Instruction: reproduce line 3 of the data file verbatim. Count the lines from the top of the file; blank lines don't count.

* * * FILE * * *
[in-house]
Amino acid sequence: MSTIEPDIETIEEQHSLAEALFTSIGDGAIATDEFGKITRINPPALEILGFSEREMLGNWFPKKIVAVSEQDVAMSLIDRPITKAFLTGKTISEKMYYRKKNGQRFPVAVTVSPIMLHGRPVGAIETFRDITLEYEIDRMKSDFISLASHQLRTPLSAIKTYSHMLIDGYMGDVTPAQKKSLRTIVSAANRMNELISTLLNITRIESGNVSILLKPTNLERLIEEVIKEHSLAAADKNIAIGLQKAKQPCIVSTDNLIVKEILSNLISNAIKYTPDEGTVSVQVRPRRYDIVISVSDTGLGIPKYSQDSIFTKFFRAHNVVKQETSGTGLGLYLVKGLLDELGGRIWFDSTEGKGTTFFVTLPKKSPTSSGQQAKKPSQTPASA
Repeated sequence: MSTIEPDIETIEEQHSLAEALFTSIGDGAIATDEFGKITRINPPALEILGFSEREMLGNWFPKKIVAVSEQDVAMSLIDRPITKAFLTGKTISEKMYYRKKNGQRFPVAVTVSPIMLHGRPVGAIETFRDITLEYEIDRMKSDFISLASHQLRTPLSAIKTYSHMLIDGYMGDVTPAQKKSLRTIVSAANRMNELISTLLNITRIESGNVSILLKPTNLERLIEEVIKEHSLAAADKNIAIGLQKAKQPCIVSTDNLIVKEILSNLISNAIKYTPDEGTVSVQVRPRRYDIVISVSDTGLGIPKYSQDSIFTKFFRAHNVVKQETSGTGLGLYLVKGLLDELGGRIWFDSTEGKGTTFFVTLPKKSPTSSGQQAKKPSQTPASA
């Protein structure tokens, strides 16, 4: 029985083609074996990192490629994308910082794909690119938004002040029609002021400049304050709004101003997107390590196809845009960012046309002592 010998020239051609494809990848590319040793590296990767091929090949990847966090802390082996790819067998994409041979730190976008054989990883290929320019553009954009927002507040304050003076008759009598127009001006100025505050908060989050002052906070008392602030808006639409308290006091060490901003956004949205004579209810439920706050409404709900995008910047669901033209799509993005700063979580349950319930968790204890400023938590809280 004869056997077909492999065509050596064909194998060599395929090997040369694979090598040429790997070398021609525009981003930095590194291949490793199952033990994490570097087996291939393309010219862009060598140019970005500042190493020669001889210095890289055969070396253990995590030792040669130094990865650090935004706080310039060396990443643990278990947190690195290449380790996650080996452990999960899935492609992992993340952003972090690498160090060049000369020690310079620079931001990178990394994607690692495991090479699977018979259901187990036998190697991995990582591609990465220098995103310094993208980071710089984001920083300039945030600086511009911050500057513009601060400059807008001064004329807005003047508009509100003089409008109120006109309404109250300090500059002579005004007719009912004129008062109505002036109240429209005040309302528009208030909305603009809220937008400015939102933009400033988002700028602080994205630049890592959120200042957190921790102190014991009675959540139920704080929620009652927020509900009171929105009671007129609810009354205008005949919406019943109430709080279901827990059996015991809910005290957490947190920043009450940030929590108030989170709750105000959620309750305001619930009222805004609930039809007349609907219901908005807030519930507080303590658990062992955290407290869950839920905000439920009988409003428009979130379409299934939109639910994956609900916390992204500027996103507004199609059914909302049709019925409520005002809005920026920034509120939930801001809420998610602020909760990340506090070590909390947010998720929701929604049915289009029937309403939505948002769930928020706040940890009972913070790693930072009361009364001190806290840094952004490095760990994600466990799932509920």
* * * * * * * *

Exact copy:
Repeated sequence: MSTIEPDIETIEEQHSLAEALFTSIGDGAIATDEFGKITRINPPALEILGFSEREMLGNWFPKKIVAVSEQDVAMSLIDRPITKAFLTGKTISEKMYYRKKNGQRFPVAVTVSPIMLHGRPVGAIETFRDITLEYEIDRMKSDFISLASHQLRTPLSAIKTYSHMLIDGYMGDVTPAQKKSLRTIVSAANRMNELISTLLNITRIESGNVSILLKPTNLERLIEEVIKEHSLAAADKNIAIGLQKAKQPCIVSTDNLIVKEILSNLISNAIKYTPDEGTVSVQVRPRRYDIVISVSDTGLGIPKYSQDSIFTKFFRAHNVVKQETSGTGLGLYLVKGLLDELGGRIWFDSTEGKGTTFFVTLPKKSPTSSGQQAKKPSQTPASA